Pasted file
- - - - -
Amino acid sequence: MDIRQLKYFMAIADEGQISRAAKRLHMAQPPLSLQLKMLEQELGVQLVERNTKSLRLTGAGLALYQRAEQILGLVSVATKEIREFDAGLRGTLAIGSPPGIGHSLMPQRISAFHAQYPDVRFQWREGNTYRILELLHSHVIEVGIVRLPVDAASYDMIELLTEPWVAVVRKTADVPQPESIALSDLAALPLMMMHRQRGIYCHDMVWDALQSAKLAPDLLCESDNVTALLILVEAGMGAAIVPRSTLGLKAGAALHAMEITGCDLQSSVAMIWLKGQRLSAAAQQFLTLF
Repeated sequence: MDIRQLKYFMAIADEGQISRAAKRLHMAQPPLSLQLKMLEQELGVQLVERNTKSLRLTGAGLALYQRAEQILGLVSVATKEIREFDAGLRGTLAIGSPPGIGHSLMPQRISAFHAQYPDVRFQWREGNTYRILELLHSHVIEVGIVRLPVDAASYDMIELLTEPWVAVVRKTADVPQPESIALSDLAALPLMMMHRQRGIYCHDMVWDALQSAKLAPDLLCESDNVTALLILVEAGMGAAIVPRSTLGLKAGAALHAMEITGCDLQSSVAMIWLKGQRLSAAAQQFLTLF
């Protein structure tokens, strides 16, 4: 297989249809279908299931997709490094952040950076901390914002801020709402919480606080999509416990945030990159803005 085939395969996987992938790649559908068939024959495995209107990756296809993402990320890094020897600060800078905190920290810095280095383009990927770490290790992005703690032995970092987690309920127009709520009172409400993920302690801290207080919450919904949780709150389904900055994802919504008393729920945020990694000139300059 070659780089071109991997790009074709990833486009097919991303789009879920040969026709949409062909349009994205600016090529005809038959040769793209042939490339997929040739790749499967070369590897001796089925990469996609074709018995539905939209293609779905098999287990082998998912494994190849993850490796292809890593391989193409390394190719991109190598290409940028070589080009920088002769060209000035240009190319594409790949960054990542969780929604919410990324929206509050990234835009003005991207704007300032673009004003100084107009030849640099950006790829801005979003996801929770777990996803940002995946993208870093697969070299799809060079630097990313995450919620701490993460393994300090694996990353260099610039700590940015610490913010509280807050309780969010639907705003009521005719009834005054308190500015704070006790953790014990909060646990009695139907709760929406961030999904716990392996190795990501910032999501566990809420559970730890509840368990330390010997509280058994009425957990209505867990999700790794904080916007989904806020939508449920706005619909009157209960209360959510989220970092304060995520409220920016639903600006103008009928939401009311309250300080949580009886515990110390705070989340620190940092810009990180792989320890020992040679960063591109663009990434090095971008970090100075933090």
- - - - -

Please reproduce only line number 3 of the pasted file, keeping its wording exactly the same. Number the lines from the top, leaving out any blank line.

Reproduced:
């Protein structure tokens, strides 16, 4: 297989249809279908299931997709490094952040950076901390914002801020709402919480606080999509416990945030990159803005 085939395969996987992938790649559908068939024959495995209107990756296809993402990320890094020897600060800078905190920290810095280095383009990927770490290790992005703690032995970092987690309920127009709520009172409400993920302690801290207080919450919904949780709150389904900055994802919504008393729920945020990694000139300059 070659780089071109991997790009074709990833486009097919991303789009879920040969026709949409062909349009994205600016090529005809038959040769793209042939490339997929040739790749499967070369590897001796089925990469996609074709018995539905939209293609779905098999287990082998998912494994190849993850490796292809890593391989193409390394190719991109190598290409940028070589080009920088002769060209000035240009190319594409790949960054990542969780929604919410990324929206509050990234835009003005991207704007300032673009004003100084107009030849640099950006790829801005979003996801929770777990996803940002995946993208870093697969070299799809060079630097990313995450919620701490993460393994300090694996990353260099610039700590940015610490913010509280807050309780969010639907705003009521005719009834005054308190500015704070006790953790014990909060646990009695139907709760929406961030999904716990392996190795990501910032999501566990809420559970730890509840368990330390010997509280058994009425957990209505867990999700790794904080916007989904806020939508449920706005619909009157209960209360959510989220970092304060995520409220920016639903600006103008009928939401009311309250300080949580009886515990110390705070989340620190940092810009990180792989320890020992040679960063591109663009990434090095971008970090100075933090």